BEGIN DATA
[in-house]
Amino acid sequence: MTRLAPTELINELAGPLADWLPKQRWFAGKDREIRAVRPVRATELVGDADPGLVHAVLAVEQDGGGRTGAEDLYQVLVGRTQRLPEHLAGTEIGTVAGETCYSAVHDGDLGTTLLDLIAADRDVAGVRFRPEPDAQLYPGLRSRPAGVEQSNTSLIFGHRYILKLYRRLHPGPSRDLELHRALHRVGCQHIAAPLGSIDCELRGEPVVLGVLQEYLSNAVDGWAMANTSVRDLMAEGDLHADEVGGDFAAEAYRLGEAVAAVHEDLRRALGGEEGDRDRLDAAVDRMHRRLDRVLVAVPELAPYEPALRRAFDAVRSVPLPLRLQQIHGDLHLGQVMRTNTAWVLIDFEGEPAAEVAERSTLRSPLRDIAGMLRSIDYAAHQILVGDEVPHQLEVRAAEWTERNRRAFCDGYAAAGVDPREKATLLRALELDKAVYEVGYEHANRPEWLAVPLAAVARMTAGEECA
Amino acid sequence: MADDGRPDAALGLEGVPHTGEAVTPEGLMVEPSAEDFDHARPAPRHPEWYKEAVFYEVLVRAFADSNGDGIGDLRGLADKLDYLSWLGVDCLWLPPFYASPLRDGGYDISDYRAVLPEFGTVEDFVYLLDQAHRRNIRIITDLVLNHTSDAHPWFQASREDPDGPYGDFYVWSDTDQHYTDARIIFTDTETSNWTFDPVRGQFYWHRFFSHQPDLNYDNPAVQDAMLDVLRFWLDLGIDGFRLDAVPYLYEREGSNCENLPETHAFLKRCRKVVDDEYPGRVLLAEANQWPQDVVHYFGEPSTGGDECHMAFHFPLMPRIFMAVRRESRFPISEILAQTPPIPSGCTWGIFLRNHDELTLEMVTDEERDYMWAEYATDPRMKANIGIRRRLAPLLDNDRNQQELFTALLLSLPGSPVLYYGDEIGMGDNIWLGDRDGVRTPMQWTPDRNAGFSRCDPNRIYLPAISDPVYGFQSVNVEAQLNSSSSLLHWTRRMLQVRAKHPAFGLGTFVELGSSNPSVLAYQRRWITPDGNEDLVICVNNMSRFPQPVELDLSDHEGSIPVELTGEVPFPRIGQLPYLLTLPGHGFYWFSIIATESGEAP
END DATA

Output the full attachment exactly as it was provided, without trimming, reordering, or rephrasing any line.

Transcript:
[in-house]
Amino acid sequence: MTRLAPTELINELAGPLADWLPKQRWFAGKDREIRAVRPVRATELVGDADPGLVHAVLAVEQDGGGRTGAEDLYQVLVGRTQRLPEHLAGTEIGTVAGETCYSAVHDGDLGTTLLDLIAADRDVAGVRFRPEPDAQLYPGLRSRPAGVEQSNTSLIFGHRYILKLYRRLHPGPSRDLELHRALHRVGCQHIAAPLGSIDCELRGEPVVLGVLQEYLSNAVDGWAMANTSVRDLMAEGDLHADEVGGDFAAEAYRLGEAVAAVHEDLRRALGGEEGDRDRLDAAVDRMHRRLDRVLVAVPELAPYEPALRRAFDAVRSVPLPLRLQQIHGDLHLGQVMRTNTAWVLIDFEGEPAAEVAERSTLRSPLRDIAGMLRSIDYAAHQILVGDEVPHQLEVRAAEWTERNRRAFCDGYAAAGVDPREKATLLRALELDKAVYEVGYEHANRPEWLAVPLAAVARMTAGEECA
Amino acid sequence: MADDGRPDAALGLEGVPHTGEAVTPEGLMVEPSAEDFDHARPAPRHPEWYKEAVFYEVLVRAFADSNGDGIGDLRGLADKLDYLSWLGVDCLWLPPFYASPLRDGGYDISDYRAVLPEFGTVEDFVYLLDQAHRRNIRIITDLVLNHTSDAHPWFQASREDPDGPYGDFYVWSDTDQHYTDARIIFTDTETSNWTFDPVRGQFYWHRFFSHQPDLNYDNPAVQDAMLDVLRFWLDLGIDGFRLDAVPYLYEREGSNCENLPETHAFLKRCRKVVDDEYPGRVLLAEANQWPQDVVHYFGEPSTGGDECHMAFHFPLMPRIFMAVRRESRFPISEILAQTPPIPSGCTWGIFLRNHDELTLEMVTDEERDYMWAEYATDPRMKANIGIRRRLAPLLDNDRNQQELFTALLLSLPGSPVLYYGDEIGMGDNIWLGDRDGVRTPMQWTPDRNAGFSRCDPNRIYLPAISDPVYGFQSVNVEAQLNSSSSLLHWTRRMLQVRAKHPAFGLGTFVELGSSNPSVLAYQRRWITPDGNEDLVICVNNMSRFPQPVELDLSDHEGSIPVELTGEVPFPRIGQLPYLLTLPGHGFYWFSIIATESGEAP